The social psychology of socioeconomic mobility

Colloquium | February 12 | 12:10-1:15 p.m. | 1104 Berkeley Way West

 Mesmin Destin, Associate Professor, Northwestern University

 Institute of Personality and Social Research

American society is devoting growing attention to issues of inequality and the existence of opportunities for socioeconomic mobility. Comprehensive data regarding actual rates of socioeconomic mobility do exist, however people show systematic biases in their perceptions of how likely they are to move up or down the socioeconomic hierarchy. Further, studies demonstrate that people’s exposure to different levels of societal inequality signal to them whether socioeconomic mobility is likely. These malleable beliefs about socioeconomic mobility have significant consequences. Experiments show that perceptions of socioeconomic mobility influence how young people develop and pursue their academic goals. Perceptions of socioeconomic mobility also influence a range of beliefs and behaviors related to meritocracy with complex and important implications for society.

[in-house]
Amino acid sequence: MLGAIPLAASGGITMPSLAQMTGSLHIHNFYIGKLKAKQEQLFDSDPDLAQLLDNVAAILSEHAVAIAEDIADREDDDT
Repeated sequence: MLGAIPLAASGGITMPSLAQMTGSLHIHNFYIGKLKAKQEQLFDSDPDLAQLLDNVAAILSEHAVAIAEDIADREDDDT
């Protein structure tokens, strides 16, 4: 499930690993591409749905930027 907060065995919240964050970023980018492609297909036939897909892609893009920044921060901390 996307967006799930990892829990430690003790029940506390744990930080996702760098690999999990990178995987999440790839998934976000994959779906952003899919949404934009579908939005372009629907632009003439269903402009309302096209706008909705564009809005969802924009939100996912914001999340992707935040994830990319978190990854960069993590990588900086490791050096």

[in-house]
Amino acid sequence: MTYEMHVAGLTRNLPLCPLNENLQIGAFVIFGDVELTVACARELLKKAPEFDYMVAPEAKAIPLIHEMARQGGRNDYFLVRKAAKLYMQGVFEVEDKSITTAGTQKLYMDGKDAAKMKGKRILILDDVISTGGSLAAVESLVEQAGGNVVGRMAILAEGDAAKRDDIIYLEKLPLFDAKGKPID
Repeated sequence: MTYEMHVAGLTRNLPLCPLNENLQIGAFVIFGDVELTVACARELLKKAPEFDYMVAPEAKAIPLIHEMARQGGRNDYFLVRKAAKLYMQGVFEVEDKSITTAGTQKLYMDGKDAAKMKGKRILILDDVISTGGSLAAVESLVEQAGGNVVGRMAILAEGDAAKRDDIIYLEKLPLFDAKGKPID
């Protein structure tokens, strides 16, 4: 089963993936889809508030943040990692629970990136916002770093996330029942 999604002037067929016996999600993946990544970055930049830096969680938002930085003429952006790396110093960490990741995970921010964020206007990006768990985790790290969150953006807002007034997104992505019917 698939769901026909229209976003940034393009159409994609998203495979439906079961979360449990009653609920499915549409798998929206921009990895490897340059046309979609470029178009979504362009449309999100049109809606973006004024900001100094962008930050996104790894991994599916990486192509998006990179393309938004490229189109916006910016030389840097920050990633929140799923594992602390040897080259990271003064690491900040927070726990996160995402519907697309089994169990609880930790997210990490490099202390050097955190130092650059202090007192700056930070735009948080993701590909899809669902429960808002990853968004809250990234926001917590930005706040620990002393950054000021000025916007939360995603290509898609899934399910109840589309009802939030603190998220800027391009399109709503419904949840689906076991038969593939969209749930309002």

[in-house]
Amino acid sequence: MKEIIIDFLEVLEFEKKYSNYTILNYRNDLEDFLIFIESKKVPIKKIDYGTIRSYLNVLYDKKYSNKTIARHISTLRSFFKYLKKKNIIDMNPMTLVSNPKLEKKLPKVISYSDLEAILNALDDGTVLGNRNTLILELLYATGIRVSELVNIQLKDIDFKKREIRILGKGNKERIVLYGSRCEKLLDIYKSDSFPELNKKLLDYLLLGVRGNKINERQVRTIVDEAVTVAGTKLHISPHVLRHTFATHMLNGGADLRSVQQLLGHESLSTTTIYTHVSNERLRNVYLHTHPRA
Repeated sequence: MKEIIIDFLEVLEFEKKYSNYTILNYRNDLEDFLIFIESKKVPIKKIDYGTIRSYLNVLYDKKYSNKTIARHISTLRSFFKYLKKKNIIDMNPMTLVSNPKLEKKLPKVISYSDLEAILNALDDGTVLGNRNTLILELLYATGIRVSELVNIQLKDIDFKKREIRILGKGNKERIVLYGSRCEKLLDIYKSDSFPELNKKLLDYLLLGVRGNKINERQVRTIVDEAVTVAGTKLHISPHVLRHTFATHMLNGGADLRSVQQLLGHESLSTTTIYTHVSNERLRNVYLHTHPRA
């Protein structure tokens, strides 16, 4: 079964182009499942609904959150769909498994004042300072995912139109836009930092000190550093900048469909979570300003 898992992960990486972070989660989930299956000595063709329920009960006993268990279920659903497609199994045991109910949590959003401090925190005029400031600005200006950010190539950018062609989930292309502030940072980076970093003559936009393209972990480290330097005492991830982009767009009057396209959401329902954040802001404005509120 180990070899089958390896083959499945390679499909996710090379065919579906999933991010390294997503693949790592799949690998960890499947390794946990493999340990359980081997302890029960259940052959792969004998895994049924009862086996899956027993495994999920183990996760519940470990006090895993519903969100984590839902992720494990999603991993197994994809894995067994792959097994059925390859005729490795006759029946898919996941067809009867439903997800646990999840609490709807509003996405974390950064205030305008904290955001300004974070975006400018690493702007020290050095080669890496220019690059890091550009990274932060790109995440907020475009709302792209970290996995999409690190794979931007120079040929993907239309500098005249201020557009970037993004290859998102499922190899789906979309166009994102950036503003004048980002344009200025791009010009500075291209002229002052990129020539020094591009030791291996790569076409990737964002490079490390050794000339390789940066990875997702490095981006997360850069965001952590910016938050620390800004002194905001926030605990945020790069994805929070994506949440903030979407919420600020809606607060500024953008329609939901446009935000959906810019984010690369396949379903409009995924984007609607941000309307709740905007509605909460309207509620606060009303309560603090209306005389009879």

Mesmin Destin is an associate professor at Northwestern University in the Department of Psychology and in the School of Education & Social Policy. He is also a fellow of Northwestern’s Institute for Policy Research. Destin directs a multidisciplinary lab group and engages in research that investigates social psychological mechanisms underlying socioeconomic disparities in educational outcomes during adolescence and young adulthood. He uses laboratory and field experiments to identify social factors and interactions that influence how young people perceive themselves and pursue their futures. At the university level, he examines how social experiences and institutional resources shape the motivation and educational trajectories of low socioeconomic status and first-generation college students.

 ipsr@berkeley.edu, 510-642-5050